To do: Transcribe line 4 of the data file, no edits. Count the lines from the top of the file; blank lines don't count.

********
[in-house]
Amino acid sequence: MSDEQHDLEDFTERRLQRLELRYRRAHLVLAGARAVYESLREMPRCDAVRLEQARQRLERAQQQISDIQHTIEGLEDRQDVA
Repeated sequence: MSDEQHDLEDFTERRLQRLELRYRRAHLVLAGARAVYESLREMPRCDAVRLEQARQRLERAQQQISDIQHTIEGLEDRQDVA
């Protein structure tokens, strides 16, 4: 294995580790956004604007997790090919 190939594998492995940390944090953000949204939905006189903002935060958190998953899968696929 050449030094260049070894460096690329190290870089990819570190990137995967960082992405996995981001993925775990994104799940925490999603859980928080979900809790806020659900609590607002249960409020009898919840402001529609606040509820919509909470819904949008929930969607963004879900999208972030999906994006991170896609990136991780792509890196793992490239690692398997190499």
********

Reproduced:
């Protein structure tokens, strides 16, 4: 294995580790956004604007997790090919 190939594998492995940390944090953000949204939905006189903002935060958190998953899968696929 050449030094260049070894460096690329190290870089990819570190990137995967960082992405996995981001993925775990994104799940925490999603859980928080979900809790806020659900609590607002249960409020009898919840402001529609606040509820919509909470819904949008929930969607963004879900999208972030999906994006991170896609990136991780792509890196793992490239690692398997190499």